When AMD announced its Smart Access Memory, it sounded as if the company had finally designed a method of allowing Ryzen CPUs and GPUs to specifically work together in order to deliver higher performance than either could achieve together. Our performance tests confirmed that SAM worked fairly well, but it hasn’t been clear if the future would be restricted to AMD-AMD CPU/GPU configurations or not.
Thanks to a recent PCWorld interview, we have an answer. According to AMD, it has people on the Ryzen team working to get SAM working on Nvidia GPUs, while there are people on the Radeon team working with Intel to get the feature functional with Intel CPUs and chipsets. If AMD is comfortable making this kind of announcement, it implies that there’s reciprocity in these arrangements, meaning we’ll see cross-platform, cross-vendor support, though we haven’t heard anything about Nvidia/Intel cooperation. It only makes sense for the two companies to work together, however, since the alternative amounts to giving AMD a free performance advantage.
This confirms that SAM isn’t an AMD-specific technology as such, though AMD has done the work of enabling the feature before anyone else did. Resizable BAR Capability (that’s the PCIe specification-name for SAM) was initially baked into the PCIe 2.0 standard in 2008 before being modified in revisions to PCIe 3.0 in 2016. Microsoft added support for the feature with Windows 10 when it introduced Windows Display Driver Model 2.0, but evidently, no GPU vendor supported it until now.
If this were an AMD-specific technology, one might suspect that the company had to design Zen 3 and/or RDNA2 to use it. The fact that support can apparently be extended to Intel and Nvidia hardware implies the feature either wasn’t viewed as being worth the trouble or that the companies in question weren’t aware it could deliver a real uplift in performance until someone actually tested it. The latter would be rather droll.
According to AMD, there’s some work required to support the feature appropriately, implying we may not see it enabled immediately on Intel and Nvidia platforms. It’ll be interesting to see what kind of performance we see other platforms and hardware pick up from enabling this capability — Intel might benefit more than AMD (or vice-versa) and AMD GPUs might benefit more than Nvidia cards or the reverse.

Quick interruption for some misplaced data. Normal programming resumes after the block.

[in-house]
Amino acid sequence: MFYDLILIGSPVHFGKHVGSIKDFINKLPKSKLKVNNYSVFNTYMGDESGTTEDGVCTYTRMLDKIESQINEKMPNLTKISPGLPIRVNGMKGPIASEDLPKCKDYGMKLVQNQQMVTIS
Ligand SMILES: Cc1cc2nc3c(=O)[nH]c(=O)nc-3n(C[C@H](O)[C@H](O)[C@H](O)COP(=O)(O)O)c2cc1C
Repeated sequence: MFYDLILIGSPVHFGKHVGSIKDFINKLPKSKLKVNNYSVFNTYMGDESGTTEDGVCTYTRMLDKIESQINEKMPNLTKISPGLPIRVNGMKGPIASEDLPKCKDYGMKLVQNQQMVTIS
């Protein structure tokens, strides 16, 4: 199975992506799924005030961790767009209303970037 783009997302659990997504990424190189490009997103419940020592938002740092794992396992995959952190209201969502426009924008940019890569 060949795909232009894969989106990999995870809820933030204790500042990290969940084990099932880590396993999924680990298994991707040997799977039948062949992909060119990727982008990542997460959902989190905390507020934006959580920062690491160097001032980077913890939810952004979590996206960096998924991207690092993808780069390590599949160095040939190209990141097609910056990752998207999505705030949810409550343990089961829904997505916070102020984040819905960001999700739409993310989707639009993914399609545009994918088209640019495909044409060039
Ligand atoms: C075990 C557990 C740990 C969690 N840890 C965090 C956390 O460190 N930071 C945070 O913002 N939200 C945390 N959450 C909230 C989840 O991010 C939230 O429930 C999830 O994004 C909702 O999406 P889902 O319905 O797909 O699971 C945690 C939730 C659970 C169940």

Protect Your Online Privacy With the 5 Best VPNs
Investing in a VPN is a smart choice right now, but the options are vast. To help narrow things down a bit, we've rounded up five of our very favorite consumer services.
How to Build a Face Mask Detector With a Jetson Nano 2GB and AlwaysAI
Nvidia continues to make AI at the edge more affordable and easier to deploy. So instead of simply running through the benchmarks to review the new Jetson Nano 2GB, I decided to tackle the DIY project of building my own face mask detector.
The PlayStation 5 Will Only Be Available Online for Launch Day
The PlayStation 5 isn't going to be available in stores on launch day, and if you want to pick up an M.2 SSD to expand its storage, you'll have some time to figure out that purchase.
Elon Musk’s Neuralink Shows Off a Monkey Playing Pong With Its Mind
The secretive company has just released a video demonstrating its brain-machine link technology. It features a monkey drinking smoothies and playing Pong with its brain.